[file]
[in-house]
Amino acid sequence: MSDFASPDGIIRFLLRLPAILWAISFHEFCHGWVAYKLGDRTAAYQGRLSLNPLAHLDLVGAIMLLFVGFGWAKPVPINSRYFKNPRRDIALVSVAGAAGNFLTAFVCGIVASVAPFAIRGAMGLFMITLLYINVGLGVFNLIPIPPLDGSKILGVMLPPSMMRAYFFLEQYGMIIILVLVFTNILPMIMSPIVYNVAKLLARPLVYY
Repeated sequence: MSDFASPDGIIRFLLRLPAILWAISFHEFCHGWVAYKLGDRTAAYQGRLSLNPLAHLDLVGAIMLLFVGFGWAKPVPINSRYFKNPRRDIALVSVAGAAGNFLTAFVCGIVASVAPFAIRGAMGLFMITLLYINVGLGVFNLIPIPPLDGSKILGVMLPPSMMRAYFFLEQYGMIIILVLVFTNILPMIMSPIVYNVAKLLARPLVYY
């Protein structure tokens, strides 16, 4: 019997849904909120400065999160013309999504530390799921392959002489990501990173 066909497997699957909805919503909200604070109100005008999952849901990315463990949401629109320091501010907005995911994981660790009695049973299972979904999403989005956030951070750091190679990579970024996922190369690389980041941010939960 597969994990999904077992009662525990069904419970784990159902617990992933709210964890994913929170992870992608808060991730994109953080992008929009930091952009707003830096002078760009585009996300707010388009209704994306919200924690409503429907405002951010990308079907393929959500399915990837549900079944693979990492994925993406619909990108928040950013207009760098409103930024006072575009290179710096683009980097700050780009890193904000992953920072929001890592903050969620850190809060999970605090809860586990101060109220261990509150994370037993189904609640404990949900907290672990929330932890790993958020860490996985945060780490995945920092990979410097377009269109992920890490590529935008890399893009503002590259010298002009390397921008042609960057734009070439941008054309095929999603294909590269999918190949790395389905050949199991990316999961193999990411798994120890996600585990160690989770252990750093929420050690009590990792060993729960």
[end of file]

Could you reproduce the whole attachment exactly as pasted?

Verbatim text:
[in-house]
Amino acid sequence: MSDFASPDGIIRFLLRLPAILWAISFHEFCHGWVAYKLGDRTAAYQGRLSLNPLAHLDLVGAIMLLFVGFGWAKPVPINSRYFKNPRRDIALVSVAGAAGNFLTAFVCGIVASVAPFAIRGAMGLFMITLLYINVGLGVFNLIPIPPLDGSKILGVMLPPSMMRAYFFLEQYGMIIILVLVFTNILPMIMSPIVYNVAKLLARPLVYY
Repeated sequence: MSDFASPDGIIRFLLRLPAILWAISFHEFCHGWVAYKLGDRTAAYQGRLSLNPLAHLDLVGAIMLLFVGFGWAKPVPINSRYFKNPRRDIALVSVAGAAGNFLTAFVCGIVASVAPFAIRGAMGLFMITLLYINVGLGVFNLIPIPPLDGSKILGVMLPPSMMRAYFFLEQYGMIIILVLVFTNILPMIMSPIVYNVAKLLARPLVYY
């Protein structure tokens, strides 16, 4: 019997849904909120400065999160013309999504530390799921392959002489990501990173 066909497997699957909805919503909200604070109100005008999952849901990315463990949401629109320091501010907005995911994981660790009695049973299972979904999403989005956030951070750091190679990579970024996922190369690389980041941010939960 597969994990999904077992009662525990069904419970784990159902617990992933709210964890994913929170992870992608808060991730994109953080992008929009930091952009707003830096002078760009585009996300707010388009209704994306919200924690409503429907405002951010990308079907393929959500399915990837549900079944693979990492994925993406619909990108928040950013207009760098409103930024006072575009290179710096683009980097700050780009890193904000992953920072929001890592903050969620850190809060999970605090809860586990101060109220261990509150994370037993189904609640404990949900907290672990929330932890790993958020860490996985945060780490995945920092990979410097377009269109992920890490590529935008890399893009503002590259010298002009390397921008042609960057734009070439941008054309095929999603294909590269999918190949790395389905050949199991990316999961193999990411798994120890996600585990160690989770252990750093929420050690009590990792060993729960």